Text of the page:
Rainwater Harvesting PVC piping
PVC pipes for collecting rainwater became brittle and out of use after two and a half years. Could this - apparently - accelerated aging be caused by excess UV radiation or is it more likely due to the quality of the pipes (made in Ivory Coast). Any other suggestions or remedies, e.g. taping the replacement pipes? Julien Smets
Could be either/both, UV will cause PVC to become brittle, and often local PVC pipe is very thin. You can try painting the PVC pipe, at least where it will be in sunlight. If you see a gray colored PVC pipe that tends to be a little more UV resistant.
The aging of the pipes is indeed likely to be due to UV light. You could try specifying UV stabilisied pipes (a pigment is added to feedstock that absorbs UV) or a different pipe material. Depending on costs you may have to accept that there will be a limited design life to plastic pipes in this application. In the past I have used sun shades for plastic tanks, but this is unlikely to feasible or cost effective for guttering. The other alternative would be to make gutters from a more durable material, e.g corrugated sheets or split bamboo.
Painting PVC is somewhat difficult as the smooth surface does not allow the paint to stick very well, and inside where the water runs it will likely be washed off very quickly.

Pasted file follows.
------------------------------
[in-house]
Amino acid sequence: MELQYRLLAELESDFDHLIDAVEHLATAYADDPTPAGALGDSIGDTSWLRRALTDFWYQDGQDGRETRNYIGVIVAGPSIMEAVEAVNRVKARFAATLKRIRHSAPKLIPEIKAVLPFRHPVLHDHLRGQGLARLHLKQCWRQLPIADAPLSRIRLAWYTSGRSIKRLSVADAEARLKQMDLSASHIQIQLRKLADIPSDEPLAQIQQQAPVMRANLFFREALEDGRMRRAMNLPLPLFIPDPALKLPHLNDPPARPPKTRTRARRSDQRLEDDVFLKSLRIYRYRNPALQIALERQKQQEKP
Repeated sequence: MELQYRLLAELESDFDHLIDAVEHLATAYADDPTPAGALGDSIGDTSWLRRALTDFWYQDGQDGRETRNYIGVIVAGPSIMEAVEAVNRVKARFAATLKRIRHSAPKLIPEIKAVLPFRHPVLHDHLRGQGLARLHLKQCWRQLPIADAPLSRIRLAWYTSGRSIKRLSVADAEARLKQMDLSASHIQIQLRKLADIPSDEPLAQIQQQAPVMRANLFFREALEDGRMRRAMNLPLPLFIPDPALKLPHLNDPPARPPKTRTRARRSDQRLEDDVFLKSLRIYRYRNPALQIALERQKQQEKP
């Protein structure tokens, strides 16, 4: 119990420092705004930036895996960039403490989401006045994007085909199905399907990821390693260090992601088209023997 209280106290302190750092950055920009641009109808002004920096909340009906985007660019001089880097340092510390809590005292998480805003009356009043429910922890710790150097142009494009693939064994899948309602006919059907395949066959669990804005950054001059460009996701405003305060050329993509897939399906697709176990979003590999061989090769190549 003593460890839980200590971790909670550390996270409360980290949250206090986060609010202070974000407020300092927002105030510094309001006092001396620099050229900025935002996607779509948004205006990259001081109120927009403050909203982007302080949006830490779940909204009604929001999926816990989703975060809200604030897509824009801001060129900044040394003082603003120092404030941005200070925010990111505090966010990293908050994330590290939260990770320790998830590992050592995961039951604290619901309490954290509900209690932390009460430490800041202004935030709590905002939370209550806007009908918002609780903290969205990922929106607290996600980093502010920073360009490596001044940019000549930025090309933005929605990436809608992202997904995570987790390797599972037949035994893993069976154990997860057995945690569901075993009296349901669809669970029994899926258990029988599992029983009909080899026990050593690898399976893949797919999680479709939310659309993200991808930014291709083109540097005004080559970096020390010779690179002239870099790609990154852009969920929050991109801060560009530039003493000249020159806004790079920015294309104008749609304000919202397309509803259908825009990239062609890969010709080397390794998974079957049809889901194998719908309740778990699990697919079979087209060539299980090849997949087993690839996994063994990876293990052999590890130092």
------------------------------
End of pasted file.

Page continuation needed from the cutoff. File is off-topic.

Generally speaking PVC pipes are not meant to be used being exposed to the sun, but using darker materials (called "emerald" here in the Philippines) and thicker walling (again here in the Philippines you can get "600" or "1000" type of pipes, with the latter significantly thicker) will probably help a bit.
But using specifically made plastic gutters from LDPE or similar will be always the better option as it is much more resistant to UV light.
Regarding non-plastic materials: yes you can use galvanized sheets and often already pre-bend profiles for gutters are available, but also there you need to take care of the thickness and due to the common riveting, you end up with something not much more duable as it will start rusting at the rivets very quickly. Of course you can solder it, or cover the rivets with silicone or special paint, but overall it becomes quite complicated and costly to construct if it is supposed to last more than a few years.
Another thing you have to keep more in mind with other types of materials is thermal expansion that will be more pronounced with material less flexible than plastics (again the rivets and connection points can be an issue there).
And last but not least, heavier and often sharp edged metal gutters will become a serious flying hazard when ripped off in a storm as is likely going to happen after some time of rusting.
This thread is public, all members of KnowledgePoint can read this page.